(in case you don’t know this is the second installment of my english saga. the first is found here)
i made my way in the swaying bus to the driver and explained my predicament. being british he maintained his upper lip and proceeded to call hq on his cellphone. after a few tense minutes he informed me, all the while keeping his eyes on the road, that i must get off the bus and make my way to the other side of the highway to a rest station where another bus will take me back into central london.
i thanked him profusely and after another 15 minutes the bus expelled me onto the open, deserted carpark of a service station. the cold wind nearly swept my spirits away. i had to make my way across an overhead bridge to the other side where another station was located. bogged down by my luggage i nevertheless made it over, all the time aware of the speeding highway traffic beneath me.
Leigh Delamere service station. i will never forget the name of this modern oasis surrounded by wide expanses of desolate english countryside. by the time i opened the glass doors of the station, my hands were beginning to numb. with my teeth chattering i waited in the confines of the place all the time keeping an eye out for any sign of the bus which was supposed to pick me up and carry me back to civilization. the driver had promised that i only had to wait for something like 15 minutes but the hour dragged on and still nothing.
battling the cold and hunger i cramped myself into a nearby phone booth on the outside of the building and called the hotline number printed on my e-ticket. a man picked up the phone and after much explanation and checking, he confirmed that a bus was on the way to pick me up. it was now 10 pm and the carpark was empty except for a few late night drivers who had stopped for coffee in the station. i must have been a curious sight to them; a chinese shivering in the cold dragging a huge luggage and obviously very lost. nobody stopped to ask though.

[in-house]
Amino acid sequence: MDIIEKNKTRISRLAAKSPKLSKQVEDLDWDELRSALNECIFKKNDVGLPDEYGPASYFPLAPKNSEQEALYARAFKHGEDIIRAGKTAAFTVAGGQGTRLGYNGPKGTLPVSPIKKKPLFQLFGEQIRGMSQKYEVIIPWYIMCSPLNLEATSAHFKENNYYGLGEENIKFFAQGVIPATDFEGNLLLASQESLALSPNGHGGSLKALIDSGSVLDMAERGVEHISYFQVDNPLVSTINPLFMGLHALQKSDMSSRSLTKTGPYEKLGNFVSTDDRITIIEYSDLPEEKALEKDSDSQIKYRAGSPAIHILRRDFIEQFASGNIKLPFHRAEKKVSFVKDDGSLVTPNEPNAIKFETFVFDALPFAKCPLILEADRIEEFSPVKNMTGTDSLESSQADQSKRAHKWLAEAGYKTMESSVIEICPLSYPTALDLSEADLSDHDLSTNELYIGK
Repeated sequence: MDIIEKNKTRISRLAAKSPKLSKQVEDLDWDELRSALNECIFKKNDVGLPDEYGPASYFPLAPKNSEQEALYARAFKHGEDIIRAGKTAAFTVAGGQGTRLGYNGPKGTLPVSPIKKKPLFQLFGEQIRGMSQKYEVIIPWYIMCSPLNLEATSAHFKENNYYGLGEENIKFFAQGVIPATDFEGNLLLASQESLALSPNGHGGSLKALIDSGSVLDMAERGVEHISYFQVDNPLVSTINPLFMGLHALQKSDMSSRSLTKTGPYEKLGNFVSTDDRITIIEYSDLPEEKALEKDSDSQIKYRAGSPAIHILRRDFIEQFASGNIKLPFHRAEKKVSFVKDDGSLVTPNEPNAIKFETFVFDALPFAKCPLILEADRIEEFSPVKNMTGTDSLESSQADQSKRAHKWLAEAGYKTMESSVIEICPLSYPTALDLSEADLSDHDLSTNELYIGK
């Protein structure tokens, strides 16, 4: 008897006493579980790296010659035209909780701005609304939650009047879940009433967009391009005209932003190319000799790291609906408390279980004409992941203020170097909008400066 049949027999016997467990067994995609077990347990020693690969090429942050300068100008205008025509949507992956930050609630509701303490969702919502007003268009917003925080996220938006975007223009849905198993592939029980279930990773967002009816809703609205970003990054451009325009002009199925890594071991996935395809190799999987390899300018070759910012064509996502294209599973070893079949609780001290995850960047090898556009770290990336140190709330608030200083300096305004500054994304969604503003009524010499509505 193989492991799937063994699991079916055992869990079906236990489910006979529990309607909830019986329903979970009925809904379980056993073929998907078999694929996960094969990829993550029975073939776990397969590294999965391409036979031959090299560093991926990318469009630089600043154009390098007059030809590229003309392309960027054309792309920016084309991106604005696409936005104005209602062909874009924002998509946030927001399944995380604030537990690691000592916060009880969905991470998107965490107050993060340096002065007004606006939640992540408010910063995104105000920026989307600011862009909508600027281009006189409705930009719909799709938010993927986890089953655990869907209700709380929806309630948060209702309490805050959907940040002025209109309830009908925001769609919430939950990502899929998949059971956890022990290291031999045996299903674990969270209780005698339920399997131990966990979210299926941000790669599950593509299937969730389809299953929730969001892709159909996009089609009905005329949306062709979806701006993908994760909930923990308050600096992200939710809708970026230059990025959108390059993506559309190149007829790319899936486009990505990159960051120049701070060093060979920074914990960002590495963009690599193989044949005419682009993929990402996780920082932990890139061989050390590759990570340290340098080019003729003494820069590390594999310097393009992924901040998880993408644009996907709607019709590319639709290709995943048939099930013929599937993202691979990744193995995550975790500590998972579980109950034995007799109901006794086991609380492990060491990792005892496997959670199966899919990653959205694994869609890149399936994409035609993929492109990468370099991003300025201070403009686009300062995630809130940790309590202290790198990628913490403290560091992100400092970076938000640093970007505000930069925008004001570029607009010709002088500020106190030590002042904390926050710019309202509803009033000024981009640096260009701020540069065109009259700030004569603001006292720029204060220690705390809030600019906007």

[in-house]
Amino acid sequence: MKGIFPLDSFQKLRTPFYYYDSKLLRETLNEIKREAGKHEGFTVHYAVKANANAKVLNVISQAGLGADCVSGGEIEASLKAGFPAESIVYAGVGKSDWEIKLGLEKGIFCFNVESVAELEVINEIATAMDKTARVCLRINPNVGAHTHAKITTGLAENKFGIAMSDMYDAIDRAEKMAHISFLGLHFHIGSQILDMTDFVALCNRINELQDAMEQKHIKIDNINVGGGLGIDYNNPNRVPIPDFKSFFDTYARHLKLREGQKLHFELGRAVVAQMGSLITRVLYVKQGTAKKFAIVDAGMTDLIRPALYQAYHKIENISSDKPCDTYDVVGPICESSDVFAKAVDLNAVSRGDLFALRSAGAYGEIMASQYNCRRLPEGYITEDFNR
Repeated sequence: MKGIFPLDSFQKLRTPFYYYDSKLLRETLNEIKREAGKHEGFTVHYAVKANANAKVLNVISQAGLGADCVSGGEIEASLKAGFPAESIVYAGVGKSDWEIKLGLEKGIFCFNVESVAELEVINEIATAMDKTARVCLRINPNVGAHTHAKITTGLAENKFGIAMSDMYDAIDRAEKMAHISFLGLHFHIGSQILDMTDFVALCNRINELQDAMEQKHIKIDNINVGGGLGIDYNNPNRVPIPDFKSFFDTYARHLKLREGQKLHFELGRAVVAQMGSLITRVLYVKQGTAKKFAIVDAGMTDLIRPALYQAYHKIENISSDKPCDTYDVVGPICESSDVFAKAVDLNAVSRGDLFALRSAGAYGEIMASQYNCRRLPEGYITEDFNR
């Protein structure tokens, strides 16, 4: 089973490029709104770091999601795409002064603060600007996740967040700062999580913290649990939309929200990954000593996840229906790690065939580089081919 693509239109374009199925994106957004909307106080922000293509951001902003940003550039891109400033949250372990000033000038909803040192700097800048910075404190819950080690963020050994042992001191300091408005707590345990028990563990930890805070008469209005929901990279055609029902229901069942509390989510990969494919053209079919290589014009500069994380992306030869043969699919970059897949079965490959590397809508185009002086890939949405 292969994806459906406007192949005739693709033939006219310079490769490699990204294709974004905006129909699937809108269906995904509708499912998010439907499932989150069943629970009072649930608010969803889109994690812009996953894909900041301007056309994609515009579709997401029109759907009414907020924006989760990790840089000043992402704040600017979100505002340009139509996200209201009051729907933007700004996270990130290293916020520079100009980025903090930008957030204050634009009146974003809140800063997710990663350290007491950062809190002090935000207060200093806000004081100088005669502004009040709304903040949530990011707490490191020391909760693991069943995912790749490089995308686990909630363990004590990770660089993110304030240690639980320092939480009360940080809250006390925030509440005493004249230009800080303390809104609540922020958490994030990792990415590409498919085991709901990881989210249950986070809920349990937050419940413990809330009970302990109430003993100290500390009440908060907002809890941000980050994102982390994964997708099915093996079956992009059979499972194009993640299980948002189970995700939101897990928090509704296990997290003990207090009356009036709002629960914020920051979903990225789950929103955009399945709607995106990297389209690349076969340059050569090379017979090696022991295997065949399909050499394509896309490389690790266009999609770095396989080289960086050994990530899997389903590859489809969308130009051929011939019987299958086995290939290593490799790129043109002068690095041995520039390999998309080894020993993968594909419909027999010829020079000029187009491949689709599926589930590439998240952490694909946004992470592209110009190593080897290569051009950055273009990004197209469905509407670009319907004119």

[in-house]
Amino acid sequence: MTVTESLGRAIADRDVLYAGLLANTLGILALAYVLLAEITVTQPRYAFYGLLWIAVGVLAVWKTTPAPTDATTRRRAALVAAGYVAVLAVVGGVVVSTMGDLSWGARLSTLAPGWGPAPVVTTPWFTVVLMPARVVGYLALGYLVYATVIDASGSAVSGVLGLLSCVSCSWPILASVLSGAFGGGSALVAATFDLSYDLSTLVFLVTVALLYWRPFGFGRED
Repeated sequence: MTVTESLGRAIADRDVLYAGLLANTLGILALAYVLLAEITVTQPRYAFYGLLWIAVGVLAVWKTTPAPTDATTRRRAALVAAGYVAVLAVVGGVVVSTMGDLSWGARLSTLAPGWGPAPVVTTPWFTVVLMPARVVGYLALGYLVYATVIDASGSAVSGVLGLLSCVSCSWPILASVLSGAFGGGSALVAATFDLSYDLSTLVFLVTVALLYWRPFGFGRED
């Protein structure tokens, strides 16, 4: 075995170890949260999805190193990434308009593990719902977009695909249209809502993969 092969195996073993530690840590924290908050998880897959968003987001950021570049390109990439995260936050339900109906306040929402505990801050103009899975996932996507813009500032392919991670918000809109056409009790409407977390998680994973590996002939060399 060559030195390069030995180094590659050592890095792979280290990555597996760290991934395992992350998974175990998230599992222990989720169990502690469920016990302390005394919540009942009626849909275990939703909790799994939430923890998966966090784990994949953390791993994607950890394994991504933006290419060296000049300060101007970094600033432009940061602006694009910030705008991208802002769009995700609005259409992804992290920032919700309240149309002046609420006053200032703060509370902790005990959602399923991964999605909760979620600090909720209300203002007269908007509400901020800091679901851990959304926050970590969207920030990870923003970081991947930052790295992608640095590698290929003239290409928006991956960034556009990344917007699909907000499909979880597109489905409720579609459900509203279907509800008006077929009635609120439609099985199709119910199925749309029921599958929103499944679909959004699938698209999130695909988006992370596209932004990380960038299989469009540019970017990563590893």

another 30 minutes passed and things were looking grim. i called the hotline again and this time a lady answered. after another round of explanation she again told me to stay put and wait. the gravity of the situation finally got to me and i am ashamed to say that i lost my temper and raised my voice. in a calm and collected tone she pointed out to me that i was the one who got on the wrong bus and she was just trying to help me. recognizing the futility of my anger, i backed off and told her i would continue to wait. another 30 minutes passed and i knew that i was going to have to spend a night in the station.
i made my way into the station where most shops and food stands were already closed for the night. right in the middle though was a 24 hour deli. a few workers were getting ready to go home while some had just reported for the graveyard shift. i was the only customer. i ordered a sandwich and some juice. in a last ditch effort to get back into london i asked them if there were any taxi services operating around this part of the woods. they referred me to their night manager who went to the back of the shop to make some phone calls on my behalf.
after 10 minutes he came back out and told me that it was going to cost me a small fortune to get a cab to drive me to london from these regions. till this day i have a nagging feeling that i did not thank this young man enough although i was very profuse by my own standards that night. contrary to the popular stereotype of the bulky british male, he was rake-thin and walked with a limp. there was something wrong with his face but i could not put my finger on it. the one thing that stood out though was his kind eyes. i knew i had found my guardian angel.
to be continued…